So, Is It Farewell To The Television Centre?

The BBC – to some the British Building Corporation in recent years – has announced it will put one of its iconic buildings Television Centre in Wood Lane Shepherd’s Bush on the commercial market for sale or redevelopment. Some museum remnants may remain but this is the end of an era. The era of big studios, big shows, big budgets all made in house by big producers from big empires.

The question mark building – allegedly first sketched on an envelope in a pub and built in 1960 – will be no more the centre of the ‘Television Service’- as it was then fittingly called. Production will transfer to smaller studios, smaller units and outside independent producers who now make up to 50% of BBC TV shows. History has simply left TVC behind.

For those of us who worked in BBC outbuildings – in my case the independent republic of Lime Grove but half a mile away – TVC was foreboding and scary. It was where the grown ups in Light Entertainment made real programmes. You could set your watch by the crowds. If it was ‘Top of the Pops’ it was Thursday,’ Grandstand’ a Saturday. The shows set the Centre tone of the day even latterly down to ‘Friday night with Jonathan Ross’ (recorded on a Thursday for safety!). The great studio comedies -from ‘Till Death’ to ‘Citizen Smith’ to ‘Not the Nine O’clock news’ and their talent and star producers like Denis Main Wilson occupied the studio space at daytime and the BBC Club bar afterwards at night… This was the centre of British shiny floor Television. It still is on ‘Strictly Come Dancing’ Saturday nights.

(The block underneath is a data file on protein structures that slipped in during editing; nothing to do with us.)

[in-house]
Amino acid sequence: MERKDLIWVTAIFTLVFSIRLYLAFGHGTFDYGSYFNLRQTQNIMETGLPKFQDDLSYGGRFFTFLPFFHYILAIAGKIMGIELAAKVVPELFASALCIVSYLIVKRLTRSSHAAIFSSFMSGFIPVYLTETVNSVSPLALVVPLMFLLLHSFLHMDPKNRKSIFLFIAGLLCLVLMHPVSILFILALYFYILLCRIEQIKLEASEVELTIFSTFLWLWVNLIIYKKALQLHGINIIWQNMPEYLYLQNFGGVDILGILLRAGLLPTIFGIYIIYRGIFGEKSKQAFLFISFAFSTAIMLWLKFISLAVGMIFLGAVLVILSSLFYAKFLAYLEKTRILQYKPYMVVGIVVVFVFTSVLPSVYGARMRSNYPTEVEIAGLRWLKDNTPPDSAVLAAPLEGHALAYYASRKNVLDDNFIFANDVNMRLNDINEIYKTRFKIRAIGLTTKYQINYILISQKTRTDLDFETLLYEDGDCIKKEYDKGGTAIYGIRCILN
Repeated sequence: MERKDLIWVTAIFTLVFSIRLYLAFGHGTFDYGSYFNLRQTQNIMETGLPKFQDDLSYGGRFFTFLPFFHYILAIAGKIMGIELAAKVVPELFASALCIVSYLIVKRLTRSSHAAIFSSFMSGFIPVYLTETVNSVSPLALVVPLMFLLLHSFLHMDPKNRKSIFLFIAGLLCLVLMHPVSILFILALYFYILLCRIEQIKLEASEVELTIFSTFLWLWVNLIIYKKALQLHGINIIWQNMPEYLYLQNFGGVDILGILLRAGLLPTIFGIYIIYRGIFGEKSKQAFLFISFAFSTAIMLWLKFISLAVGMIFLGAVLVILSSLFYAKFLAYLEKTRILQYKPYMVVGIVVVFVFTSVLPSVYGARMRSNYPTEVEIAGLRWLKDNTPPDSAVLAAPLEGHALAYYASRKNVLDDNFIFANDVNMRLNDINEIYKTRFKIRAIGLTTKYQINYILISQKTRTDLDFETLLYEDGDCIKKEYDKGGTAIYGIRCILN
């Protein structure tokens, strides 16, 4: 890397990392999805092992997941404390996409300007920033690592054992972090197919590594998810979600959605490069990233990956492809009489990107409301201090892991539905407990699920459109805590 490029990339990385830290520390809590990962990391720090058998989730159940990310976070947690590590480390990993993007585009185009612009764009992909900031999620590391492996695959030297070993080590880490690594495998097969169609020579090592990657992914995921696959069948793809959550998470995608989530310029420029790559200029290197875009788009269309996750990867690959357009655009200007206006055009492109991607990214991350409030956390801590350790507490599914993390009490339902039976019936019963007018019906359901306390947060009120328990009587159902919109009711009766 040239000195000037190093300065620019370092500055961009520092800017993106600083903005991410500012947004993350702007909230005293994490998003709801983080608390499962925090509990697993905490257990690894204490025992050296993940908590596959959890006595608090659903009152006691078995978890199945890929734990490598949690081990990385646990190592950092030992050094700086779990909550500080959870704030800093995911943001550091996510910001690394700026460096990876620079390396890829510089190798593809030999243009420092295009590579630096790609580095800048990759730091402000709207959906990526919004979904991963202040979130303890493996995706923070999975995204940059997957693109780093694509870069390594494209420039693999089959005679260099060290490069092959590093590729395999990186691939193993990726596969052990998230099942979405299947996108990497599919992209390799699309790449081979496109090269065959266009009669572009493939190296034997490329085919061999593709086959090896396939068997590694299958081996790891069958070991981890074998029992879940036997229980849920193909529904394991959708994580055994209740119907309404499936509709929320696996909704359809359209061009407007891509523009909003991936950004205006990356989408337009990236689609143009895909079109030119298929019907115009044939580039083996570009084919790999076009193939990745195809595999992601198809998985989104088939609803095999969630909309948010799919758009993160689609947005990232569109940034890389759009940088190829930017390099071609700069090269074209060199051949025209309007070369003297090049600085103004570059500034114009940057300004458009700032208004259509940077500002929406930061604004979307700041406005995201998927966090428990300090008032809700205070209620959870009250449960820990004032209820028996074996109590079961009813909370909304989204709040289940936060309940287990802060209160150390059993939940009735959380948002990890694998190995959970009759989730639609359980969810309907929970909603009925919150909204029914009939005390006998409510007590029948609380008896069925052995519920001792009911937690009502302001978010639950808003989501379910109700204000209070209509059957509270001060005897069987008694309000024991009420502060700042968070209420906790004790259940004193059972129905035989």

Writes John Mair…

Most foreboding for a youngish producer was the TV Centre Sixth Floor where the big beast executives lived and fought like rats in a sack. Names that would bring fear into a neophyte like Paul Fox, Brian Wenham, B ill Cotton Jnr (his family has a long time link to TVC)and Michael Grade. If you ever went up to the sixth floor you tiptoed around in case the bosses found you – unless you wanted them to…

Us mere factual producers were only allowed the big studios on highdays, holidays and General Elections. That took over one mega studio for weeks with building, rehearsal and the Election night (and day) itself. In recent elections, the Election studio has come to resemble an outpost of silicon valley with the Peter Snow and Jeremy Vine virtual gizmos.

So, what next for TVC? The BBC talks of it becoming a ‘Creative Village’. An oxymoron if there ever was one. W12 is full of those with empty space aplenty. Why not acknowledge its seminal place in British broadcasting and turn it into a museum of, well, television? The British have a talent for that and nowhere to celebrate and salute it since the closure of MOMI on London’s South Bank and of Granada Studio Tours in Manchester.

By creating ‘TV at the Centre’ Britain and the BBC can acknowledge the rich history of the medium, the Corporation’s role in it and help to educate future generations to avoid the descent to hell or Isleworth.

The question mark will then have come full circle and will provide an answer.

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